The new currency resembles that of the old State banks, in that it is a mixed currency, and in all essential respects as to its nature and effects, of the same character.

(a)  It will expand and contract from the same causes, and, so far as can be seen, with the same violence and to an equal extent, and consequently will be as fluctuating as the currency it is designed to supersede, except in so far as a larger proportion of specie shall be held for its redemption.

(b)  It will be an equally delusive and false standard of value, having in itself but a small proportion of value.

(c)  It will raise prices and cause speculation when in the process of expansion, and depress prices and produce bankruptcies when contracting.

(d)  It will create an unnatural extension of credits at one time, and a corresponding contraction at another, producing great vibrations in the rate of interest.

(e)   It will derange the natural current of trade from time to time, causing an increase of imports and a decrease of exports, and thus forcing an export of specie to meet an unnatural balance.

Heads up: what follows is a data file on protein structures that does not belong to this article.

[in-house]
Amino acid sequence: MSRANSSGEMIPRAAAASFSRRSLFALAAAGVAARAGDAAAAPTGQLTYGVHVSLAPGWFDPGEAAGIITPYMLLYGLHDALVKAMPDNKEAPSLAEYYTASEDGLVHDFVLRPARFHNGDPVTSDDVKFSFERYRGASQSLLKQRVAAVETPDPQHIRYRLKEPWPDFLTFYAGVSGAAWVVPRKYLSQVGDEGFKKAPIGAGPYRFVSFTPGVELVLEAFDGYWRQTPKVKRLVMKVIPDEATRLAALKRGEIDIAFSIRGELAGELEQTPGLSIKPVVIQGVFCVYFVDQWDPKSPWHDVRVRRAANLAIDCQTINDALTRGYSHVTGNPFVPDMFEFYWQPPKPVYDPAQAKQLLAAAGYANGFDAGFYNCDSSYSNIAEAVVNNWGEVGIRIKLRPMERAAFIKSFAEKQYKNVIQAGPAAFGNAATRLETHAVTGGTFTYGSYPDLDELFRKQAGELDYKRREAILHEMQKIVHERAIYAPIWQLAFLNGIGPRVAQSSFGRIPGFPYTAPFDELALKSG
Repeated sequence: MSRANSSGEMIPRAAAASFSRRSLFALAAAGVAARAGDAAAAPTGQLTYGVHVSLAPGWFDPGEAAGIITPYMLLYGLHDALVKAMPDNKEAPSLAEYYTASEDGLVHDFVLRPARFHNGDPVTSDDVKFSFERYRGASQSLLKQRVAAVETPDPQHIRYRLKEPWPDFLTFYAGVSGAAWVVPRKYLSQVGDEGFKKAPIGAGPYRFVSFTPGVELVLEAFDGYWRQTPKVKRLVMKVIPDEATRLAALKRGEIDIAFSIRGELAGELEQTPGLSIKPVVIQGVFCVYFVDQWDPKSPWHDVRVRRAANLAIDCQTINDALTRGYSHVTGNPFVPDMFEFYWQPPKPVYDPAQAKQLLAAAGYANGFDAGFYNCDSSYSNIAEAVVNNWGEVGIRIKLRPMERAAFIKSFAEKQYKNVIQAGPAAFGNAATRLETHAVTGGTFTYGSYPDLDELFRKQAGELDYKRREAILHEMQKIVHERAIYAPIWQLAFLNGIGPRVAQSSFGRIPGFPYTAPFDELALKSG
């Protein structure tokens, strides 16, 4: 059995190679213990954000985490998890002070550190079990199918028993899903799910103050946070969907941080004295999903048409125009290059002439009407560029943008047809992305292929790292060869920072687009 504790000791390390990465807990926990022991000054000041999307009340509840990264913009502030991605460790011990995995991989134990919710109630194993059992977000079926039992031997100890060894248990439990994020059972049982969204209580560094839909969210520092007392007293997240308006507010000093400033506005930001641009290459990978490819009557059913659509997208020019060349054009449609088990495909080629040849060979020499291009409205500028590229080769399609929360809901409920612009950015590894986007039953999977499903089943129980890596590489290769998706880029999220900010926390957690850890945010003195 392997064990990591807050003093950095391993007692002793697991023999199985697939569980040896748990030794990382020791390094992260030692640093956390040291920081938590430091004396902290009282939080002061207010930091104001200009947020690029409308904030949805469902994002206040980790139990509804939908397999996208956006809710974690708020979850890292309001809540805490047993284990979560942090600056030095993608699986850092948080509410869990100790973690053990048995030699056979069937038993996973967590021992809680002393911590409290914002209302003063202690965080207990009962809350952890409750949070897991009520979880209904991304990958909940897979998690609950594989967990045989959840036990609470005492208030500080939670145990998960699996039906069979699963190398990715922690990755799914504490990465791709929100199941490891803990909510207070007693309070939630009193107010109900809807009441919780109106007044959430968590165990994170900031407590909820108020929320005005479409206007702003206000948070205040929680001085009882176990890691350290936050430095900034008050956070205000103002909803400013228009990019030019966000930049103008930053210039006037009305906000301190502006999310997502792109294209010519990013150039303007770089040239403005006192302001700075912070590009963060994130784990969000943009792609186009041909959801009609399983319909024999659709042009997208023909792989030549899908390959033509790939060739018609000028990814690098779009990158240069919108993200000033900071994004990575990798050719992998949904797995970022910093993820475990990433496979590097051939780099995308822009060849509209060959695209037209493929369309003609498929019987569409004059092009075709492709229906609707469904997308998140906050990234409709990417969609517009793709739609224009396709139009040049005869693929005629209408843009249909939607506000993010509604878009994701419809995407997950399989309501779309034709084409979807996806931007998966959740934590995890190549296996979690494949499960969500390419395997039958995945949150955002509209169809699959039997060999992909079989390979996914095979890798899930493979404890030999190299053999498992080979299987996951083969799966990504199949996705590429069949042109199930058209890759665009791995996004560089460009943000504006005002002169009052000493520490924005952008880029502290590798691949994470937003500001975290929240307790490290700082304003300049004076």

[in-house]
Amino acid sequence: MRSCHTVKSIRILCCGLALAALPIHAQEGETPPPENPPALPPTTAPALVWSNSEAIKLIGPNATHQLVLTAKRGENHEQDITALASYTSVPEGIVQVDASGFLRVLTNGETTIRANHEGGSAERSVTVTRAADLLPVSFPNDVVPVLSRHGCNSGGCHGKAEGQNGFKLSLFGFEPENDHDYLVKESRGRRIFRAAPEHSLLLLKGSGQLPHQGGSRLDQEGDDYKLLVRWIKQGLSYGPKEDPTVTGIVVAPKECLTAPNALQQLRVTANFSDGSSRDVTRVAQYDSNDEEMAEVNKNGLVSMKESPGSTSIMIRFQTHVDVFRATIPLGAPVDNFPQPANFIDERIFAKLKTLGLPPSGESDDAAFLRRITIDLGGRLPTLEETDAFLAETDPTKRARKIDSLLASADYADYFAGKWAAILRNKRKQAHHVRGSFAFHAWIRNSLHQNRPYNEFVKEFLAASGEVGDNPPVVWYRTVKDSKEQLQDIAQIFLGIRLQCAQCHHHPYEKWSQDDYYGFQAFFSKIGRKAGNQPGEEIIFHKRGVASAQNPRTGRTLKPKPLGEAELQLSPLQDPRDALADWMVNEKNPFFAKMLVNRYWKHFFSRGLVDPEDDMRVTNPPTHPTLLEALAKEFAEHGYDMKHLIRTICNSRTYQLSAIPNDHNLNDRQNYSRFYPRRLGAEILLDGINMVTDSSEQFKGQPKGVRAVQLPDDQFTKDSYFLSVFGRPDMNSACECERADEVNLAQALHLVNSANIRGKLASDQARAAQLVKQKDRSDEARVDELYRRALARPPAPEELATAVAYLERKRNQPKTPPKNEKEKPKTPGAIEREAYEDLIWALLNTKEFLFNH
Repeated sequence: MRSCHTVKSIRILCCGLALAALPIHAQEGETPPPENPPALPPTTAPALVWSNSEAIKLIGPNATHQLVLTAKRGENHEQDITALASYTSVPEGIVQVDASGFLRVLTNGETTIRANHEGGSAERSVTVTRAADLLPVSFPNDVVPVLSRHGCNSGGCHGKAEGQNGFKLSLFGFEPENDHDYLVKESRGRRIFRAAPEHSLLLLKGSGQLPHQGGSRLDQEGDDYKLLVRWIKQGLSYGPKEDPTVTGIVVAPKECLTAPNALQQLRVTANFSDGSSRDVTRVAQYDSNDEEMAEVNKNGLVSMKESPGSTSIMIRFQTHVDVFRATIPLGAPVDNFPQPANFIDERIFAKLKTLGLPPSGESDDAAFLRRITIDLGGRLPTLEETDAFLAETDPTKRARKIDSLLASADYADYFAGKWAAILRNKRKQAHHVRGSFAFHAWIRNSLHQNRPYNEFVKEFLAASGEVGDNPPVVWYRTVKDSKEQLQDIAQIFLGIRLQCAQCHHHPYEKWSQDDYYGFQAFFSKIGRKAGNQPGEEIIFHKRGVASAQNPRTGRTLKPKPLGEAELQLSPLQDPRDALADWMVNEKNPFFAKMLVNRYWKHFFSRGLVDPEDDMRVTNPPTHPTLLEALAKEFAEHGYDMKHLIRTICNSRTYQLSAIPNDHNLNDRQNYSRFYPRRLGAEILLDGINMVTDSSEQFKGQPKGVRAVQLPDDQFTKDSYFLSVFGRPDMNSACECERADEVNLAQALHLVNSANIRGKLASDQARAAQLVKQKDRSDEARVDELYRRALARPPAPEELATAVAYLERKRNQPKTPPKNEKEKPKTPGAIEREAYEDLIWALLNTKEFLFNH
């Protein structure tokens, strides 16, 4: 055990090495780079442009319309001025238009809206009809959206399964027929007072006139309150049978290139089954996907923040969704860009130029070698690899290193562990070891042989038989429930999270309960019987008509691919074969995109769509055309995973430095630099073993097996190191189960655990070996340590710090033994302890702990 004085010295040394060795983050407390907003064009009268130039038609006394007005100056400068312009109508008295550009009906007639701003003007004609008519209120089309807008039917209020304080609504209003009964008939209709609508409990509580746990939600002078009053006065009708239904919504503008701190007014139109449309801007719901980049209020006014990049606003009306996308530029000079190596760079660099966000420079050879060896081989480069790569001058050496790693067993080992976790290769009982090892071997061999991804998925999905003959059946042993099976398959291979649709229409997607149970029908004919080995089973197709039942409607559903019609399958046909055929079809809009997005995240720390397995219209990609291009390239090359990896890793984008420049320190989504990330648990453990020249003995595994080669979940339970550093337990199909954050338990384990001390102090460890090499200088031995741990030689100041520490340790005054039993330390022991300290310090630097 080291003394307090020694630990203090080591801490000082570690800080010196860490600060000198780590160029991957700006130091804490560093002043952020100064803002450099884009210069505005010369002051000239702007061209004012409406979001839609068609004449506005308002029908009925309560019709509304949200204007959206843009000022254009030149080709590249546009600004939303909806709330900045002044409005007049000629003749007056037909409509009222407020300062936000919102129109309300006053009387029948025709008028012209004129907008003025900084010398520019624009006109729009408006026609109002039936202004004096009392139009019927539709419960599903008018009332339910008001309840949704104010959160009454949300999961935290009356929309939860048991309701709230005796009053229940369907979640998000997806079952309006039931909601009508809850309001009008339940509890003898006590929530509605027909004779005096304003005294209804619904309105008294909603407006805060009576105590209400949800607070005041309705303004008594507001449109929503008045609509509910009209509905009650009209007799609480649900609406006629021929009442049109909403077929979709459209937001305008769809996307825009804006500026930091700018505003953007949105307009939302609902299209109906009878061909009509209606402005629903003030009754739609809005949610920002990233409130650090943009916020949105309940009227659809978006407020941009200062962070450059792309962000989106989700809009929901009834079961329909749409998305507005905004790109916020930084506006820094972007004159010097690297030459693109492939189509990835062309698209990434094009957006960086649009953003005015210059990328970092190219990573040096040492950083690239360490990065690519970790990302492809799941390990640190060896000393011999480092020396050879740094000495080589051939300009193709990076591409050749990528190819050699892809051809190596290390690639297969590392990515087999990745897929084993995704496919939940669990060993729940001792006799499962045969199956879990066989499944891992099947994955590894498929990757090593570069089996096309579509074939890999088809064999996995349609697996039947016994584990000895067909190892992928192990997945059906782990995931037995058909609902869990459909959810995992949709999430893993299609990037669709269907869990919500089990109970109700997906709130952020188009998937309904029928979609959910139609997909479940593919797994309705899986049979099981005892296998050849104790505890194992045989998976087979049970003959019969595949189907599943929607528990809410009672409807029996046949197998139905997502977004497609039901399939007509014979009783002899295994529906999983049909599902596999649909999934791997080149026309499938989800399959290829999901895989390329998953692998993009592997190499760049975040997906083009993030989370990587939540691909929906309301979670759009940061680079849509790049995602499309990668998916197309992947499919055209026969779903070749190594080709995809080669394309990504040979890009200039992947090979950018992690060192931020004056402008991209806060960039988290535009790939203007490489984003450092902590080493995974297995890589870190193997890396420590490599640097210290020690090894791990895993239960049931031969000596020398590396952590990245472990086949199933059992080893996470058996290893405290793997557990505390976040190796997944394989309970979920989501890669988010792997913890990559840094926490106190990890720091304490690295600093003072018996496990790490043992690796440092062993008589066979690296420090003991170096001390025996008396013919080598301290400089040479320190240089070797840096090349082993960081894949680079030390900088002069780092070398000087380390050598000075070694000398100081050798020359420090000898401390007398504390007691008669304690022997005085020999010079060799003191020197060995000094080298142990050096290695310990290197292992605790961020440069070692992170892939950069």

(f) It will counteract the influence of both natural and artificial protection, and retard the normal growth of home manufactures.

Lastly, it will create panics, and cause frequent suspensions of all the banks in the country.

It may be thought that the fact that the government guarantees the national-bank notes will prevent a run upon the banks; but that will be found an entire mistake. Panics are created because money is wanted to pay notes and discharge immediate obligations, not because the people fear that the banks are insolvent; and, whenever it is out of the power of the banks to supply the currency immediately wanted, the panic must take place, with all its sad consequences.

Such are essentially the points of difference and agreement between the two systems. The national government may change the character of the new currency, and make it approximate a value currency. It will have the power to do this; and, as it is certain that the effects of this currency will inevitably be disastrous, and give rise to grave periodical disturbances in the monetary affairs of the country (notwithstanding its superiority in certain respects over the State-bank system), it seems highly probable that this will eventually be done; the more so, because a large and growing section of the Union is already averse to any other than a value currency. California and all the gold-bearing States are now, and, if they understand their true interests, always will be, hostile to any system which depreciates the value of their great staple.